The power of meetings will be on full display in Pittsburgh this September when leaders from the world’s 20 largest countries convene for the G20 Summit, seeking solutions to stimulate theeconomy. The G20 usually meets annually, but shortly after the G20 met in London last April, President Barack Obama offered to host a second summit this year, given the state of the global economy.
When the Pittsburgh G20 convenes September 24-25 at the David L. Lawrence Convention Center, it will have had less than four months to plan. A daunting task for a meeting that will be attended by some 1,600 delegates, including heads of state; 3,000 members of the media; and 4,000 security personnel.
The White House, along with the U.S. State Department, took the lead in organizing the meeting. (The host country typically plans the event.) In May, the State Department put out a request for proposal seeking host cities, and Pittsburgh was picked.
Why Pittsburgh? “They thought it delivered a couple of messages that the president wanted to connect,” says Joe McGrath, president and chief executive officer at Visit Pittsburgh. One is that Pittsburgh represents the idea of reinventing oneself and prospering after a staggering economic blow. Pittsburgh lived that experience in the 1980s after the steel mills closed and it successfully rebuilt its economy around the technology sector. The second message is a commitment to the environment. Pittsburgh has been at the forefront of the green movement, with the country’s first Leadership in Energy and Environmental Design–certified convention center.
Next, the State Department hired general service contractor Hargrove Inc., Lanham, Md., to plan the event. (Halethorpe, Md.–based Showcall will handle the audiovisual and technical requirements.) Hargrove is no stranger to high-profile events, having handled a previous G20 and G8 meeting, Pope Benedict XVI’s Mass in Washington, and several presidential inaugurations, including the Obama inauguration, where it planned 53 events in 35 venues over a three-day period.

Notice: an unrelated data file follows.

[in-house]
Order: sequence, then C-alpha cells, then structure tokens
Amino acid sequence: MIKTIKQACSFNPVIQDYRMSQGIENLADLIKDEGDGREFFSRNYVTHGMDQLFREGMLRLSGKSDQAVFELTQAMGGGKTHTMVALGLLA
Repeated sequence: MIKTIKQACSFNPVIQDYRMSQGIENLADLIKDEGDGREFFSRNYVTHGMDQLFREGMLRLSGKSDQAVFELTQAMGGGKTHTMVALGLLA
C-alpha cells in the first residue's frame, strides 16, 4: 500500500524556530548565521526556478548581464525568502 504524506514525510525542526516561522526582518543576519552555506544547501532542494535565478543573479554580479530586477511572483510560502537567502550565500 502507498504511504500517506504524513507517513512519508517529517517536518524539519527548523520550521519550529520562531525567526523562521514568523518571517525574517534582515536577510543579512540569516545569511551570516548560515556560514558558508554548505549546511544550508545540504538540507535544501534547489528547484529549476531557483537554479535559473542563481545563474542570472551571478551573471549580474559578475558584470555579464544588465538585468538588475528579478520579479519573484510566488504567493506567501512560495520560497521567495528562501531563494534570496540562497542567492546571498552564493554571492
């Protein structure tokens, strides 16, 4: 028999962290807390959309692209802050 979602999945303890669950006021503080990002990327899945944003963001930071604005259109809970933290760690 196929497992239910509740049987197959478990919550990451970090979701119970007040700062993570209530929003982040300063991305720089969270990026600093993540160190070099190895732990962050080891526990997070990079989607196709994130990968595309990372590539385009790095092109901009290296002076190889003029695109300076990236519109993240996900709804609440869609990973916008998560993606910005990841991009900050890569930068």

The G20 Summit in Pittsburgh won’t be as logistically complex as the inauguration, but it will be challenging to pull together an event of this scale in such a short period of time, says Hargrove CEO Tim McGill.
Most of the activity will be confined to the convention center, says McGill. The main plenary session will seat 40 or 50 leaders at a large table. Meeting rooms will be set up for each of the participating countries, and beyond that, there will be lounges, food and beverage, and perhaps the largest pressroom McGill has ever seen. The Secret Service, the FBI, and the National Security Council will provide security. However, heads of state from the G20 countries will also travel with their own security entourages. Overall, close to 4,000 security personnel are expected in Pittsburgh.
Additionally, Hargrove will use environmentally friendly materials and work with the convention center staff to recycle a large percentage of waste. “This administration has made it very clear, from the inauguration onward, how important it is that the green initiative is in the front and foremost of everything we do,” says McGill.
The CVB has been busy hosting site visits by White House staffers and State Department officials, as well as overseas delegations. “Each of the countries has its own delegation coming to look at hotel rooms and other facilities,” says McGrath. That’s because each G20 nation is responsible for booking its own room blocks, which they are doing through the CVB and its partner, Passkey. “Our responsibility as a bureau is housing, assistance with venues, and providing information about the city,” he says.
The summit is expected to have an economic impact of at least $8 million to $10 million. The city expects to enlist the help of about 1,700 volunteers during G20 week.